The last few days have seen a small firestorm around the question of “are entrepreneurs born or made?” with Fred Wilson, Vivek Wadhwa, Mark Suster, and Coach Wei weighing in. While I think as often happens much of the argument is semantic -do you define entrepreneur to mean the founder of a $1B company, or a small business owner growing her marketing consulting business- there are some core beliefs I have in this area.
First, my credentials. Well, this won’t be a long list. But what I can say is that I was fortunate enough to take Marvin Minksy’s Society of Mind class while at MIT, as well as minoring in cognitive science and the like. While I’m no real expert, I must confess to being a bit surprised to so many tech-folk are so focused on the Hardware and dismissive of the Software.
In systems terms, you could perhaps summarize my view as: while it’s true that a 133MHz Intel 80486 CPU will run a given software program orders of magnitude slower than today’s processors, computer science mathematically demonstrates that it’s equally easy for the software to squander computing resources and reverse this balance. A bad algorithm, mis-management of memory, or simply buggy software can reduce even the shiniest new computer to a frustrating pile of molasses or a Blue Screen of Death.
Yes, of course a certain level of IQ is required to be a successful entrepreneur. Of course an amount of perseverance, a modicum of self-discipline, and most of all passion. But do the smartest people -in raw IQ- become the most successful or richest? Do people with “only average” or above-average IQ wallow in mediocrity? As David Wurtz -a smartie Googler- so eloquently puts it in his post “Smart People Should Do Stupid Stuff” this is not the case at all. A minimal level of mental and emotional competence are needed, but beyond that, what strikes a particular person’s passion and unleashes their drive is all up to nurture.
As Mark Suster does so eloquently, I will offer a personal story. When I was in elementary school, I was a distracted, unreliable, unambitious kid. I would lose things constantly, mostly umbrellas. My grades were fine, my heart was not in school. One day in 2nd grade or so, the teacher changed seating arrangements in the class, and I was sat next to Fortuna, a girl with the best grades in the class. All of a sudden I had a challenge on my hands. Something kicked off my competitive spirit, and from that point on I tried to match or beat my desk-mate in all the tests. To my surprise, and probably to my parents’, in a matter of a month I became a focused, dedicated student. I stopped losing umbrellas. And, academically, I never looked back.
As Mark does, I will give you one more story. Years later I was at the MIT Media Lab. I had started there to do a PhD, as every ounce of my soul told me I wanted to work in a research lab like Xerox PARC. After being let down by the pace of innovation in academia, I ended up at a B2B search startup, purportedly to split my time between hacking and Usability. And once again, something happened that changed me forever. We would be sitting in these meetings, and they would go on and on. People would talk slowly, meekly, and little progress was often made. Finally I just started getting fed up. Nothing was getting done, my time was being wasted, and people were just not speaking up. Even though I was pretty new, and had never in my life had a “serious office job” before, I just couldn’t take those excrutiating meetings anymore. So I spoke up. I started talking, speaking my mind, driving decisions, actions, follow-ups. Only much later did I realize that what I had done was learn to fill a leadership void.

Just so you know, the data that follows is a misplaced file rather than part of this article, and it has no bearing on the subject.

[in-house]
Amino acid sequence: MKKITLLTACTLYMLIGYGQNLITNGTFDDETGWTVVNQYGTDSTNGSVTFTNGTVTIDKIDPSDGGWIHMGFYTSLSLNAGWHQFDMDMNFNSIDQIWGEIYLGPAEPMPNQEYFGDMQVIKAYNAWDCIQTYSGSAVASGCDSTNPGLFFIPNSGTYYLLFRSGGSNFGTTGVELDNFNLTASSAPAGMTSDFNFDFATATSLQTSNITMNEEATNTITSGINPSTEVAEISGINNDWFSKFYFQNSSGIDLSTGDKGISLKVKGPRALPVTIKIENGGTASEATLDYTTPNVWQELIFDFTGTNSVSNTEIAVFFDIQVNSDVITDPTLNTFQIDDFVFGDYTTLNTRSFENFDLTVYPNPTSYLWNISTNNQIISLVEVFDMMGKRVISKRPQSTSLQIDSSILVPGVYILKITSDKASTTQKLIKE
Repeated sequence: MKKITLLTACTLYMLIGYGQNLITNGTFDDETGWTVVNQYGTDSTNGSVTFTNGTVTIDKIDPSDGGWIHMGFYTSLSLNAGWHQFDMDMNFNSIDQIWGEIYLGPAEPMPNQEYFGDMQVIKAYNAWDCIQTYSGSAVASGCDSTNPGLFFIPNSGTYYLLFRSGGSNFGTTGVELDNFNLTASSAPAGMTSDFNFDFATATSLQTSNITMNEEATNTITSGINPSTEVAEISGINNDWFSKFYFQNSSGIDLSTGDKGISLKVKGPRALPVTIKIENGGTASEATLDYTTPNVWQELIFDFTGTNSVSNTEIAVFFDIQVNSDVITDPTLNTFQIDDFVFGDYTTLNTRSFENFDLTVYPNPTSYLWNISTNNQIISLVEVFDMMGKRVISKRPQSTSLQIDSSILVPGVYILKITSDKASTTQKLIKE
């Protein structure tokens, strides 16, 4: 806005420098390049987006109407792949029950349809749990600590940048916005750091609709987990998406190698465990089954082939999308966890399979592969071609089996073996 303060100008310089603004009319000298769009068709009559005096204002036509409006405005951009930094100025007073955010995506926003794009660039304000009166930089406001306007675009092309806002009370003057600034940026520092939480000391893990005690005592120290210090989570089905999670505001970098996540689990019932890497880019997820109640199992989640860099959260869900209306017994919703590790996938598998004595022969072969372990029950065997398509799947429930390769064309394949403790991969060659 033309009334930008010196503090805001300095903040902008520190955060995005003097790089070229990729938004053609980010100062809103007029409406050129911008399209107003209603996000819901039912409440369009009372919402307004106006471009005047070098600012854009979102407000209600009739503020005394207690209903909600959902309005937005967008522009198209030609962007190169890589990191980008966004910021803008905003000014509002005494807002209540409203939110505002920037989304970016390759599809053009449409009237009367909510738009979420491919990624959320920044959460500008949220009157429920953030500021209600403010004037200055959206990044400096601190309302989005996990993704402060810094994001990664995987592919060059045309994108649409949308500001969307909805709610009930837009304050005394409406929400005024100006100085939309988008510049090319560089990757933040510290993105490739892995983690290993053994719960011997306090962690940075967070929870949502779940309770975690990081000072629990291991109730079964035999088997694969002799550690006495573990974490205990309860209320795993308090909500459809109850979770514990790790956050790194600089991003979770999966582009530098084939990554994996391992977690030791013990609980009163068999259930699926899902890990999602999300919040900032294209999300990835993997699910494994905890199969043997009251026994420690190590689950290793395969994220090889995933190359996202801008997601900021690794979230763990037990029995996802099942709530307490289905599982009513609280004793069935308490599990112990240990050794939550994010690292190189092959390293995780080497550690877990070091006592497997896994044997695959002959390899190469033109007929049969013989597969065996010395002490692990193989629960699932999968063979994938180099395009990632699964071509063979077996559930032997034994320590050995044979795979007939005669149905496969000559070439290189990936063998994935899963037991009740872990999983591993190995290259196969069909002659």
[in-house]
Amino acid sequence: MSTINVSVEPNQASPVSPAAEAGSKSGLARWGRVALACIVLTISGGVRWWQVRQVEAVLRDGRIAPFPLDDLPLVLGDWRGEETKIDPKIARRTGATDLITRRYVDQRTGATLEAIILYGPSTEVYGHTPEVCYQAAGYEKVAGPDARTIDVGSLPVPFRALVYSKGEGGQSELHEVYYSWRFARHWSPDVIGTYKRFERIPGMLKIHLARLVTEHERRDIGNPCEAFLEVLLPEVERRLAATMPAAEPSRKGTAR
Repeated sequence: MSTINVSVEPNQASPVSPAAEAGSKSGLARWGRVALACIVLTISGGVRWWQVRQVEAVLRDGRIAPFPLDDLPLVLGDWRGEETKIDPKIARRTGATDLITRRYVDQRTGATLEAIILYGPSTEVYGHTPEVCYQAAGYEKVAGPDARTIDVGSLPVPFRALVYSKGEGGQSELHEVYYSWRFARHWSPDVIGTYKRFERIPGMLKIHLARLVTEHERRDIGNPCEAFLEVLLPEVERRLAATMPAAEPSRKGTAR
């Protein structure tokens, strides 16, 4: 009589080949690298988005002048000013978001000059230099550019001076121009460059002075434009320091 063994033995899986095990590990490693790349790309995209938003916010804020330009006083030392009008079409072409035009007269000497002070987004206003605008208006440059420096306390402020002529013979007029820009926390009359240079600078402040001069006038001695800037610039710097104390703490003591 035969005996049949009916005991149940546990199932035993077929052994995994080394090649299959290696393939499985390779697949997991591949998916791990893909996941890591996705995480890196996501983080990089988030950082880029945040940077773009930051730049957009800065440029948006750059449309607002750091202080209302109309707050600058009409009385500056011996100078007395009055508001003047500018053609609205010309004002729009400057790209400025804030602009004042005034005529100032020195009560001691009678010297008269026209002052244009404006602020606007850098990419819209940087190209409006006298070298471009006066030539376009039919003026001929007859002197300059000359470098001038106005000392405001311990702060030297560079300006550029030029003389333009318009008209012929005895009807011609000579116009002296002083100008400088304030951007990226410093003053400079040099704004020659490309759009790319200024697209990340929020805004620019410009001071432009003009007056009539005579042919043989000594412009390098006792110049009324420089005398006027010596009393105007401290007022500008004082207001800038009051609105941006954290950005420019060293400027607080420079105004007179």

You say those qualities were already in me, part of my potential nature, only dormant? I agree 100%. But I feel they are also there in most people, only dormant. And I mean this not at all in a feel-good way, I mean it in a dispassionate, mathematical, Turing machine + evolutionary biology sense.
A friend of mine runs Alliebeans, an Etsy store of cute and practical embroideries. Right now it’s a hobby. But with the right mentor, or if she had another chunk of change in the bank and felt more ready to take a risk, or if she got pissed off about a competitor’s shoddy bags, I believe she would take the plunge and take over the world with her Chocolate Hippos bags. I think everyone has latent passions, although I do think some people’s lend themselves more or less to commercialization, at least in the form of a startup.
These days I am so resilient, competitive, inspiring, perspiring, and decisive -to name a few of Mark’s 12 Entrepreneur DNA characteristics- that people tell me I scare them when playing Taboo due to my intense focus and drive flying through the cards like the tasmanian devil. My whole family equally thinks I’m weirdly intense. Heck, it’s probably the #1 keyword cited by my ex-girlfriends (not always in a good way 😉 ) I was not born this way. I was a quiet, unfocused, distracted person… but circumstances dragged me, kicking and screaming, into the person I am today. And I have seen time and again, there is always a topic, an idea, a cause, a dream that lights up people’s faces and is something they would have equal Leadership, Tenacity, Charisma and Drive for… most people just haven’t been lucky enough to find their latent passion yet.
photo credit: mira66